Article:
The air quality sector simulates annual global emissions of PM2.5. En-ROADS estimates annual global emissions from three sources: energy generation (electricity), energy generation (non electricity), and other sources (including agriculture and open fires).
Ambient PM2.5 is considered the leading environmental health risk factor globally and is a top 10 risk factor in countries across the economic development spectrum. PM2.5 is fine particulate matter as defined by the mass per cubic meter of air of particles with a diameter of <=2.5 micrometers (µm).
The components of PM2.5 are solid and liquid particles small enough to remain airborne and are defined as two forms:
- Solids/liquid particles directly emitted to the atmosphere (primary PM).
- Solids/liquid particles formed from gaseous precursors (secondary PM).
Components of PM2.5 may include (some of) the following:
- Other Organics (solid/liquid)
Sources of PM2.5 in En-ROADS – Overview🔗
PM2.5 is generated from multiple sources. The chart was from research Global Sources of Fine Particulate Matter: Interpretation of PM2.5 Chemical Composition Observed by SPARTAN using a Global Chemical Transport Model (Weagle et al 2018).
En-ROADS aggregates these sources into the following sources:
- Energy generation a. Electricity production b. Energy (non electricity) production
- Non-energy generation a. agriculture, b. open fires, c. other sources.
PM2.5 from Energy Generation🔗
En-ROADS calculates energy generated PM2.5 emissions by applying an emissions factor (EF) (in million metric tons (Mtons) emitted per exajoule (EJ)) for each fuel source to the annual rate of energy produced (in EJ/year).
$$ Emission Rate[Fuel] = EF[Fuel] \times Electricity Production[Fuel] $$
EFs for fuel sources are calculated in several input-output models. En-ROADS applies EFs estimated from analysis by the International Institute for Applied Systems Analysis (IIASA). The EFs for coal, oil, and gas were calculated using the GAINS model (IIASA) to estimate emissions/year from G20 countries/regions and then averaged. Countries included the United States, several EU countries, India (2 regions) and China (3 different regions). The EF for bio was calculated from the RAINS model (IIASA).
Estimates for EFs were not significantly different between electricity and non electricity (which includes industry). En-ROADS applies the same EFs to electricity and non electricity. Users can vary the EF assumption across a range (by source), with a range of 50% to 150% of the base EF (shown in the table below).
PM2.5 from Non Energy Sources🔗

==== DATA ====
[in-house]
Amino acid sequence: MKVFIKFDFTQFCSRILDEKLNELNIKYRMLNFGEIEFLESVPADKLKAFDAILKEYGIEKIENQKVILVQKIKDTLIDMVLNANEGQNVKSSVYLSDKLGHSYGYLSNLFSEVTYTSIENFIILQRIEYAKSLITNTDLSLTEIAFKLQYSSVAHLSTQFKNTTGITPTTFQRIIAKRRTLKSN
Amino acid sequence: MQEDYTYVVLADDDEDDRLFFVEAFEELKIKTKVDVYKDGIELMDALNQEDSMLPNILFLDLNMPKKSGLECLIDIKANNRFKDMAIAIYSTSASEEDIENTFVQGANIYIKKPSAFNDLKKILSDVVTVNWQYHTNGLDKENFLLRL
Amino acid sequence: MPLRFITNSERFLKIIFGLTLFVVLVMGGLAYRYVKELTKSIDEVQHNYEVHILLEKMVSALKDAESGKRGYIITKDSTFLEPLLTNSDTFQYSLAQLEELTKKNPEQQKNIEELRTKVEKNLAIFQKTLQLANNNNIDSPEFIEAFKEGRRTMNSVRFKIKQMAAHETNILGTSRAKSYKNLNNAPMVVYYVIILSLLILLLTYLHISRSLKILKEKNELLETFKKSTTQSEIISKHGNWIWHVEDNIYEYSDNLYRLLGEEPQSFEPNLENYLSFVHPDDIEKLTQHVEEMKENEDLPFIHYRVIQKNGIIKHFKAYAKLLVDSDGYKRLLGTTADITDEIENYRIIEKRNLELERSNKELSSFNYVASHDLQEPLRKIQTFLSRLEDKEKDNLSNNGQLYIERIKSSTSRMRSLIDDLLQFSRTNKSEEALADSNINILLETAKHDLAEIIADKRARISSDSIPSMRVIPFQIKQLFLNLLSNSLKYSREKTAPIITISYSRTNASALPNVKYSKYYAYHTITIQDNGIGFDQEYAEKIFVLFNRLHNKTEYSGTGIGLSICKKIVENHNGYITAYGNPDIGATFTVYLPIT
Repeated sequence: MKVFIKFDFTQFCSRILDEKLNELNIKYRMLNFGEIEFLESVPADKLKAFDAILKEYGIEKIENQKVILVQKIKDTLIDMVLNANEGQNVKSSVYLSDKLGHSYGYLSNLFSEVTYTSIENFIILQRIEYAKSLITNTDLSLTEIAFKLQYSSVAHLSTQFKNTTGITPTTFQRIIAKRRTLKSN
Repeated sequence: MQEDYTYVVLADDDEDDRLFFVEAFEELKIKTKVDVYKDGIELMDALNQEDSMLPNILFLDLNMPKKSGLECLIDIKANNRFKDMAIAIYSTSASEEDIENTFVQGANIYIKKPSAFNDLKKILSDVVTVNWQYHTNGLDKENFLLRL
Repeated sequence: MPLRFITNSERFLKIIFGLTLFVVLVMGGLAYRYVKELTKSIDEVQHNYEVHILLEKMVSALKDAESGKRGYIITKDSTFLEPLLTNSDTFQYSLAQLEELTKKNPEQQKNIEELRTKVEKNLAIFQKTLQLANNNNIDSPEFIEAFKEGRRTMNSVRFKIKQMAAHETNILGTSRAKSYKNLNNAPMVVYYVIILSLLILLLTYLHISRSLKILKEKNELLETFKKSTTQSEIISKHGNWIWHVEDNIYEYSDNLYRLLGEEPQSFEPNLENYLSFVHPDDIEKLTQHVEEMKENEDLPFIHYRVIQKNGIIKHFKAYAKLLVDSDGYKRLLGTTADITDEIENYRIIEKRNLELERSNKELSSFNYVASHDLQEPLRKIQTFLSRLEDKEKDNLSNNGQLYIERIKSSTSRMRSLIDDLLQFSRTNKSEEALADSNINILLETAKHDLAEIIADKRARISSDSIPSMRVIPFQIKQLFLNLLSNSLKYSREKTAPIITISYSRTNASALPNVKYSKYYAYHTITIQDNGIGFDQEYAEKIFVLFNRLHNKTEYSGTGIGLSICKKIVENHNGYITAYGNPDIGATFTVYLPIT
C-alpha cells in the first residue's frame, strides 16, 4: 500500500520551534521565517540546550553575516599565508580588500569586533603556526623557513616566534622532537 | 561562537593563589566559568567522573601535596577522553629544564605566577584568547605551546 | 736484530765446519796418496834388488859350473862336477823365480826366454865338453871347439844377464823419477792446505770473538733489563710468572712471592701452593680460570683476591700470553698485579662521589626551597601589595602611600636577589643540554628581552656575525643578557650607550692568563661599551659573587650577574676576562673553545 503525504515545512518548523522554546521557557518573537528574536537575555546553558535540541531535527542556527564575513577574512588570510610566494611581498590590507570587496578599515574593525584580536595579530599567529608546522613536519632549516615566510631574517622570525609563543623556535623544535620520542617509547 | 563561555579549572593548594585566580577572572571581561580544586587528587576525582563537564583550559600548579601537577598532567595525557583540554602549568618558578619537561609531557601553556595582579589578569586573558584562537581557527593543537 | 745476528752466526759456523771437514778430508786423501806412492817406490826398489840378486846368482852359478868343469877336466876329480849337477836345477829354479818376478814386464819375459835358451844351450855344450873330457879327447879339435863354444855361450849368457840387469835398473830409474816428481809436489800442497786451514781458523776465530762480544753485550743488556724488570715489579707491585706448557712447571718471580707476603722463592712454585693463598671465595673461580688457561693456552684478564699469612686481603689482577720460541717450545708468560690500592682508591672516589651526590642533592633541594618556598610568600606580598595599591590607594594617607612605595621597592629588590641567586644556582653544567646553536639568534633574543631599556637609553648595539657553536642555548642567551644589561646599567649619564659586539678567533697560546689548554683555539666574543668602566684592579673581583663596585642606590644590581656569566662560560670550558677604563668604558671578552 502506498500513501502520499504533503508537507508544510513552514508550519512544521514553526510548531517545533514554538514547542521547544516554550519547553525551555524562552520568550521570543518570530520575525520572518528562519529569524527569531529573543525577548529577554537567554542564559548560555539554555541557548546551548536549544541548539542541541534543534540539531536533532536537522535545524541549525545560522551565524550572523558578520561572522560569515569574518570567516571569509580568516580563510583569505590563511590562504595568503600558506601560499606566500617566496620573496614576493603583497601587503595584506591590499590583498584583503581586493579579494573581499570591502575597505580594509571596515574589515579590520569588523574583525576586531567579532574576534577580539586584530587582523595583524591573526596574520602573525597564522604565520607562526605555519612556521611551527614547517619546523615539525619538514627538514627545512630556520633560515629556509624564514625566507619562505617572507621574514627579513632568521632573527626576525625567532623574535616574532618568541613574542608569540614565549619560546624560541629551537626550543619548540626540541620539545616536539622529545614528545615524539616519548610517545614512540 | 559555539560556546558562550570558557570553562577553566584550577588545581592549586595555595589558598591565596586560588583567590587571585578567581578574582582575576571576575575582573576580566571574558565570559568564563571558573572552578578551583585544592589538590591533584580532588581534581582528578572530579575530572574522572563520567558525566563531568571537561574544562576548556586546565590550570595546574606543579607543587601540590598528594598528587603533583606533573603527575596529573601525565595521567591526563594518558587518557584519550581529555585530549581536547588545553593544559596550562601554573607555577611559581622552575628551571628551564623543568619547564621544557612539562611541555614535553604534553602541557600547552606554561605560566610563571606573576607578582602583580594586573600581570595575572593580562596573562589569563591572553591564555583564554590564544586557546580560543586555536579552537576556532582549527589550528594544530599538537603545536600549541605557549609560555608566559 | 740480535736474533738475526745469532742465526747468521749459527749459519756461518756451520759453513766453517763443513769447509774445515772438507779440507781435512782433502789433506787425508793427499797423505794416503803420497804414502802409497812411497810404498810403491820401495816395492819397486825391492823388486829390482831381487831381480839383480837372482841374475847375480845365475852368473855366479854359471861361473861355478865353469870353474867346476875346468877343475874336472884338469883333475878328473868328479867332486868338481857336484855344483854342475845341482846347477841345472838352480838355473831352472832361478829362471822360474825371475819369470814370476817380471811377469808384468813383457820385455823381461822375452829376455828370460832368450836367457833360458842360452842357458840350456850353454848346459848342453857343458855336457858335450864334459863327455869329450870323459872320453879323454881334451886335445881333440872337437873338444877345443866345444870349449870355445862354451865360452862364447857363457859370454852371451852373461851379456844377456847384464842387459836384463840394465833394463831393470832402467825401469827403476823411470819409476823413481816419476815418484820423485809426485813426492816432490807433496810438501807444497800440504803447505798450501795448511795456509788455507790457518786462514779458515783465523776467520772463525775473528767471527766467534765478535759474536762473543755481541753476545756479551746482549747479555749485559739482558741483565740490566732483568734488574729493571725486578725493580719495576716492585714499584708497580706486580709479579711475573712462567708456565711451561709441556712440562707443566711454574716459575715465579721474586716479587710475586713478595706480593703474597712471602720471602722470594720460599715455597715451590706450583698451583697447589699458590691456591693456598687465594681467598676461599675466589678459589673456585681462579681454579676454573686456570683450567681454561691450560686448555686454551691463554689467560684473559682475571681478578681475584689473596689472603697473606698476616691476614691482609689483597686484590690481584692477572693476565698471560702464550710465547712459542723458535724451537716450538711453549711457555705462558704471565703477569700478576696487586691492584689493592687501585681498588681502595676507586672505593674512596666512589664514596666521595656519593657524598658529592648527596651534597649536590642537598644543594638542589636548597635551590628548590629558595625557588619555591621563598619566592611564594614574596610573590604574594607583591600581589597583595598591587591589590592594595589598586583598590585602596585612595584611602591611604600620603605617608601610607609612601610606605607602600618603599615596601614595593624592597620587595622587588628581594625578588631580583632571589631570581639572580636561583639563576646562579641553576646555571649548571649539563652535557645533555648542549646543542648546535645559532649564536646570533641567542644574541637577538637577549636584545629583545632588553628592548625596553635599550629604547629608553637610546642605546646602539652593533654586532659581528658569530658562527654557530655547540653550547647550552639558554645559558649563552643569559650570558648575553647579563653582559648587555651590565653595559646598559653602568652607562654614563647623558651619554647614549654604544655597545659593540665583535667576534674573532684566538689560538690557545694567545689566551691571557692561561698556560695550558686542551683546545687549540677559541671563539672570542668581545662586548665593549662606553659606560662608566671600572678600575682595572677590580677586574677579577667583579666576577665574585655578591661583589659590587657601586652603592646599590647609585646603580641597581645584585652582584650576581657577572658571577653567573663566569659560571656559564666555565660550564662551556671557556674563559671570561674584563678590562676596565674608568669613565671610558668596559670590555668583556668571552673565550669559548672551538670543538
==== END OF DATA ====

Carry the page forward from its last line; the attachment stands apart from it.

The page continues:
Non-energy sources of PM2.5 are estimated by applying a per capita EF (Mtons/year/billion people) to global population (billion people). The per capita EF is set at the start of the scenario year.
In 2015, non-energy sources of PM2.5 accounted for 35% total PM2.5 emissions. En-ROADs uses that 35% as an estimate of the non-energy contribution to total prior to 2015.
The per capita PM2.5, is calculated in 2015 (Scenario Year) by dividing global non-energy PM2.5 (Mtons/year) by global population in billions (2015). For 2015 and remaining simulated years, non-energy PM2.5 (Mtons/year) is calculated by multiplying global population (billions) by the 2015 emissions factor.
The pH sector of En-ROADS reflects the empirical function presented by Bernie et al. (2010). As the atmospheric concentration in the atmosphere increases, the pH of the ocean decreases by a third order response.
Other Impacts from Temperature Change🔗
The continuous increase in the global temperature is expected to cause a variety of impacts on ecology and human activities – in addition to sea level rise, increased ocean acidity and the loss in global GDP discussed in previous sections. More frequent and intense extreme weather events, major reduction in global crop yield and biodiversity loss are some examples of the other anticipated impacts of climate change. En-ROADS simulates five categories of such climate impact metrics (some categories containing more than one metric):
- Population Exposed to Sea Level Rise
- Probability of Ice-free Arctic Summer
- Decrease in Crop Yield from Temperature
- Species Losing More than 50% of Climatic Range
- Additional Deaths from Extreme Heat
Building on the findings of five peer-reviewed climate studies, we formulated the relationship between global mean temperature (as well as sea level rise) and these metrics (primarily through interpolation and extrapolation).